Date of Degree
Latin American, Iberian and Latino Cultures
Jewish Studies | Latin American Literature
Latin American Jewish literature, haunting, ghosts, autofiction, postmodern identities
This study approaches haunting in Latin American Jewish Literature from the 1990s through the 2010s as it appears in works by and featuring the descendants of Jewish immigrants. In these decades, this trope is frequently invoked as both a literary metaphor and a critical lens. It arises from and activates a number of themes common in trauma studies and in postmodernism, such as loss, the transmission of memory, our relationships to the past, the rupturing of traditional realities and questions of what can be known and represented. It is particularly prevalent amongst those who pen and protagonize the works examined due both to their historical and identitary positions. They are the children and grandchildren of Jewish immigrants to Latin America, inheritors of traumatic memory, and, as Jews and as thinkers in the era of postmodernism, people with particular relationships to time, history and identity. This study separates haunting by modes of encounter, looking at its figuration into ghosts, its power in haunted places and its embodiment in ghostly objects. By parsing this trope from numerous perspectives, this study examines how the motifs conjured in and by the ghostly link to the construction of identities, how these are inscribed within a larger context of group and nation, and how haunting creates ground for new modes of encountering and relating realities.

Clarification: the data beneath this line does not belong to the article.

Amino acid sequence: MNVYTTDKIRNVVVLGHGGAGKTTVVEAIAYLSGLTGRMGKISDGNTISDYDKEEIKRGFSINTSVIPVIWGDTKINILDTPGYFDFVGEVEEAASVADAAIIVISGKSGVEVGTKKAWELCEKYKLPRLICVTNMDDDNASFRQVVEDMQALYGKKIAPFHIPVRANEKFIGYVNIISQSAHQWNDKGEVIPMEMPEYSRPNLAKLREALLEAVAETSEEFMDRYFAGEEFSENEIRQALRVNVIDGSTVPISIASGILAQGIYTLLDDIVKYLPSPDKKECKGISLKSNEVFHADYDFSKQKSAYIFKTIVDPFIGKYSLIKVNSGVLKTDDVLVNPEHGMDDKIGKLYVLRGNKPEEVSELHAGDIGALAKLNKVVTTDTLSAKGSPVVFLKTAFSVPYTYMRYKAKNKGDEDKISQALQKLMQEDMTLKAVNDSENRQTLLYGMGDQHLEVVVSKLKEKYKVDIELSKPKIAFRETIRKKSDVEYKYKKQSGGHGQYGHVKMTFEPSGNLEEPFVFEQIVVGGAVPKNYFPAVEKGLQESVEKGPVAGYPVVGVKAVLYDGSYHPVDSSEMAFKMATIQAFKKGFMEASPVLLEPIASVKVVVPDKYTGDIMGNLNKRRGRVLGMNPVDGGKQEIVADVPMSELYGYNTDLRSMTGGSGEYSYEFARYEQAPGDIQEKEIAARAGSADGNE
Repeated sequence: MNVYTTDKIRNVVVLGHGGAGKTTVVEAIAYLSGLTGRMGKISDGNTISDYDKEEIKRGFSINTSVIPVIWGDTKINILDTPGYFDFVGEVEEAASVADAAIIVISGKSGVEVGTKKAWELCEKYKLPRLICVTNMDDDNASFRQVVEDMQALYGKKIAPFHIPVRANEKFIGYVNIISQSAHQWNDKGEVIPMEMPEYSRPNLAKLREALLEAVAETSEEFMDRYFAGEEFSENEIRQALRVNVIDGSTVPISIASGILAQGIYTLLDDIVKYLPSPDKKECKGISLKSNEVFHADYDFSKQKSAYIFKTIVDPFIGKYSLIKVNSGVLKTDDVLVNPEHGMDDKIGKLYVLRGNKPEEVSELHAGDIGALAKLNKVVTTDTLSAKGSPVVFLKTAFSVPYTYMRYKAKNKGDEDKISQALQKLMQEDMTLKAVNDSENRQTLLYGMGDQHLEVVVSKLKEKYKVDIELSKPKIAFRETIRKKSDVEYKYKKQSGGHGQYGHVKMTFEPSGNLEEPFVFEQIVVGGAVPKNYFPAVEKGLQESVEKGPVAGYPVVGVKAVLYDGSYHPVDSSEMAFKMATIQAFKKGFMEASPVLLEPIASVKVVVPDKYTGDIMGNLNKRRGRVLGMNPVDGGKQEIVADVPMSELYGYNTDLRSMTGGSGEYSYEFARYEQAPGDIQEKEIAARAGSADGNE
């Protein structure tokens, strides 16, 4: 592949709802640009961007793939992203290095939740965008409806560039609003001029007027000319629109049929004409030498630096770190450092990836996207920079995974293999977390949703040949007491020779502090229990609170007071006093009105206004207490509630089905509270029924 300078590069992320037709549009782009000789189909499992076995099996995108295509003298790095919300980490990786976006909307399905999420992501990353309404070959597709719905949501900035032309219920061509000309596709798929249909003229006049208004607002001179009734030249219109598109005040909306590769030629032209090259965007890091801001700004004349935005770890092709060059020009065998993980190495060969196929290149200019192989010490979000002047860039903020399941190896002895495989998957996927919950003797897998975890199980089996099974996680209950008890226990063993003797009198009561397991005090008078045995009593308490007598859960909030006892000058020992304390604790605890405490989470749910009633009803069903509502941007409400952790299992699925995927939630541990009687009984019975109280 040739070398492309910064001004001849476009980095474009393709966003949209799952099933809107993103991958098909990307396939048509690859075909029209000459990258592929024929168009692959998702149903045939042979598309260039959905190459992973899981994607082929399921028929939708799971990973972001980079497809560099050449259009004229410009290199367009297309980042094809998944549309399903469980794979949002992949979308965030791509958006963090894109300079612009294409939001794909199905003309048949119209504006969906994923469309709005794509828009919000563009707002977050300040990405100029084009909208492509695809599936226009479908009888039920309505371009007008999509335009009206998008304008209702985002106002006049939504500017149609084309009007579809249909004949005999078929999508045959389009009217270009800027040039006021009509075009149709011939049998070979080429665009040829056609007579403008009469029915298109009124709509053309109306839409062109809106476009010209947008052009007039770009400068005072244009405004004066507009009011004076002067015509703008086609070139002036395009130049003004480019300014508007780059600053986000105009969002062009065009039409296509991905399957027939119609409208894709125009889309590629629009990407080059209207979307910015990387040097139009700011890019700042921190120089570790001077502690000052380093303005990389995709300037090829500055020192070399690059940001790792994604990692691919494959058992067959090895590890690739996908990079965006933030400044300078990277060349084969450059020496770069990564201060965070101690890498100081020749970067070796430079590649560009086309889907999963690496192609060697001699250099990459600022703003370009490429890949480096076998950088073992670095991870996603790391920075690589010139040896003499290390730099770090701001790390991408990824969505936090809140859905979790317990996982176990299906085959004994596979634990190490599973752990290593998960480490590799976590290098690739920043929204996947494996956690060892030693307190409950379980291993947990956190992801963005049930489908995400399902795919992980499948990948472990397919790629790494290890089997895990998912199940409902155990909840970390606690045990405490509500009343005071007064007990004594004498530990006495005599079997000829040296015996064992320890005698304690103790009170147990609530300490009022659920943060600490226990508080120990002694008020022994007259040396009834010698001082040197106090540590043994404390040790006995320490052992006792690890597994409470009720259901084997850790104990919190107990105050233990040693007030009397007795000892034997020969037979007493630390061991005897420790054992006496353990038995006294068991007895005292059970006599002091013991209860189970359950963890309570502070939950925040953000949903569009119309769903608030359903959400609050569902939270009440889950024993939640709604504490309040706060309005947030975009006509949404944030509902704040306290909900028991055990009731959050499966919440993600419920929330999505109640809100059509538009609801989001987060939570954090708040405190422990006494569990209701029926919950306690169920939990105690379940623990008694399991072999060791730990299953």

Gartenberg, Charlotte, "Haunted Stories, Haunted Selves: Ghosts in Latin American Jewish Literature" (2018). CUNY Academic Works.